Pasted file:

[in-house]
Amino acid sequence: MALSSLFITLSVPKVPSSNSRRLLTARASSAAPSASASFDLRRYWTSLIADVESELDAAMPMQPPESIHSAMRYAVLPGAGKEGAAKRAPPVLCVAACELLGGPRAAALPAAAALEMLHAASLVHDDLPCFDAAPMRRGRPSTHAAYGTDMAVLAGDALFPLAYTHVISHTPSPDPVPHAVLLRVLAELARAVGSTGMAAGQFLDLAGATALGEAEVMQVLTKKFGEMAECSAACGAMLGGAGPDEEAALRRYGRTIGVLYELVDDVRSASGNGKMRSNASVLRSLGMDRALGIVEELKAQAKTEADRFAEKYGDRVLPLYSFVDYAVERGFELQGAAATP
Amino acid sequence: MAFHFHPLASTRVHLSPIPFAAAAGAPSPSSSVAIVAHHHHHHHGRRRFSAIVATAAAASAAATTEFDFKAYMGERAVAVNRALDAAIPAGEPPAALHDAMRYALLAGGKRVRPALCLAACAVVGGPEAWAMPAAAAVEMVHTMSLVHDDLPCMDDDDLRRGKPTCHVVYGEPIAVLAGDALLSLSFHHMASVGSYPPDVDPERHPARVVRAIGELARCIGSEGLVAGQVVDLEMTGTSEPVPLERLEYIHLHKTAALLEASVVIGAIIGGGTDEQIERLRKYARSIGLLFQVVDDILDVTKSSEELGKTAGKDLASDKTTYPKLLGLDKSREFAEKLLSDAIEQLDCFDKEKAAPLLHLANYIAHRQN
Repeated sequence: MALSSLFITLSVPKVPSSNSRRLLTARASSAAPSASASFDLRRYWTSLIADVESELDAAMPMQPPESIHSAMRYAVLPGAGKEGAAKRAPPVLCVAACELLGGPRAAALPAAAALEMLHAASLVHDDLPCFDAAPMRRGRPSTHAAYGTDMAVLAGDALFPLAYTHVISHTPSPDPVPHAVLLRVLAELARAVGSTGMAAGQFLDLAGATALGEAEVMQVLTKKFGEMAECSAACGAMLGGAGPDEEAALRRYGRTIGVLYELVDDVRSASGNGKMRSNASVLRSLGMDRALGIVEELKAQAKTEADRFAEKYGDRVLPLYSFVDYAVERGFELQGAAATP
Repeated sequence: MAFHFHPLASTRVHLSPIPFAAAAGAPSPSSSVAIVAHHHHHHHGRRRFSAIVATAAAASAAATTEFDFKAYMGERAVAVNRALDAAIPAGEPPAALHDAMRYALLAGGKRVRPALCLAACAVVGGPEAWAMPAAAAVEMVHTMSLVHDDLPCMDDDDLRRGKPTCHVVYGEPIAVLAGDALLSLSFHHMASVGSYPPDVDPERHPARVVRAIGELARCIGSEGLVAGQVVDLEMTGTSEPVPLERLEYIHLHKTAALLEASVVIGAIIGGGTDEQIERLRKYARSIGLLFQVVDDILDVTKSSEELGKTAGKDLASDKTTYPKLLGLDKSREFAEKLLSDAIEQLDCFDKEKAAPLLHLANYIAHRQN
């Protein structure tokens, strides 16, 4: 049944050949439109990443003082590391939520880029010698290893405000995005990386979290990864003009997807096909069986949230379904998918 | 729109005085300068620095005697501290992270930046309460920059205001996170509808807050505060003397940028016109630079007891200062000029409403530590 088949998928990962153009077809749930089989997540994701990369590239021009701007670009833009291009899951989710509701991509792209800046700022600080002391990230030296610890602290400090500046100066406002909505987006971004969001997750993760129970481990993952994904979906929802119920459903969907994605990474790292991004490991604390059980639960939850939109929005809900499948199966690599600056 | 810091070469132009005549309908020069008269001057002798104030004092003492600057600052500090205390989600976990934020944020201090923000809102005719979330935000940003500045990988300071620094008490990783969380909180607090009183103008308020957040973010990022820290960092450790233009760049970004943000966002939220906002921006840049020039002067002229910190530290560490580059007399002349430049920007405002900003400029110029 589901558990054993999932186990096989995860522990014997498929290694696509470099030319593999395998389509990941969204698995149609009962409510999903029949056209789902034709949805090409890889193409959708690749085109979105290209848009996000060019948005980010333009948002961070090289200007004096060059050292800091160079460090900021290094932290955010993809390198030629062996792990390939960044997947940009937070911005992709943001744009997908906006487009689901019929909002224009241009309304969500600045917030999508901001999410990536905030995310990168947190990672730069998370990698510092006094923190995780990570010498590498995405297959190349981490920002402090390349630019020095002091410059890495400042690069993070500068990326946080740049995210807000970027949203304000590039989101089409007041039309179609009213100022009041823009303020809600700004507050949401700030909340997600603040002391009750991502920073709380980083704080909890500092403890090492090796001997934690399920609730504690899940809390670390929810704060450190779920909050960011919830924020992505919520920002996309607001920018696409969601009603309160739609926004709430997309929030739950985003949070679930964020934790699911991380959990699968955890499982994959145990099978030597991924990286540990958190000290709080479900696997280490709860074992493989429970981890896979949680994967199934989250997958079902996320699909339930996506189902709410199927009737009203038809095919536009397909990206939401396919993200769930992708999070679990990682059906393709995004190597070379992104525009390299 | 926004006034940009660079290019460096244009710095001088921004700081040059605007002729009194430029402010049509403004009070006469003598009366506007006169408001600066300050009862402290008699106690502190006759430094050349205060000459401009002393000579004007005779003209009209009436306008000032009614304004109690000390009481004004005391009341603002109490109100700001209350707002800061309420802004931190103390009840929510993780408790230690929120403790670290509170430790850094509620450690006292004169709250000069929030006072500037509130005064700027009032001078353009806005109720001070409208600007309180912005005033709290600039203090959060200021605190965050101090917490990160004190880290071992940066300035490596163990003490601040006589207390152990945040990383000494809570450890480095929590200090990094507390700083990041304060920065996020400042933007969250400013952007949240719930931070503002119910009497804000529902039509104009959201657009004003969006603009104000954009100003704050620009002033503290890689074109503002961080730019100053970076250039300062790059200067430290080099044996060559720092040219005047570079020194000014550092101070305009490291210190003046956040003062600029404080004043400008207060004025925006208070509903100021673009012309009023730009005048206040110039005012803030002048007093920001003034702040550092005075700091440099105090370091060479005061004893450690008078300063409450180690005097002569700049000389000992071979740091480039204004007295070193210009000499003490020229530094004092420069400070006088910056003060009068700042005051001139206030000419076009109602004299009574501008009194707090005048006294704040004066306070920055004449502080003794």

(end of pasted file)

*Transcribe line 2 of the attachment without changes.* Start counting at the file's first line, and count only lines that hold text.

Amino acid sequence: MALSSLFITLSVPKVPSSNSRRLLTARASSAAPSASASFDLRRYWTSLIADVESELDAAMPMQPPESIHSAMRYAVLPGAGKEGAAKRAPPVLCVAACELLGGPRAAALPAAAALEMLHAASLVHDDLPCFDAAPMRRGRPSTHAAYGTDMAVLAGDALFPLAYTHVISHTPSPDPVPHAVLLRVLAELARAVGSTGMAAGQFLDLAGATALGEAEVMQVLTKKFGEMAECSAACGAMLGGAGPDEEAALRRYGRTIGVLYELVDDVRSASGNGKMRSNASVLRSLGMDRALGIVEELKAQAKTEADRFAEKYGDRVLPLYSFVDYAVERGFELQGAAATP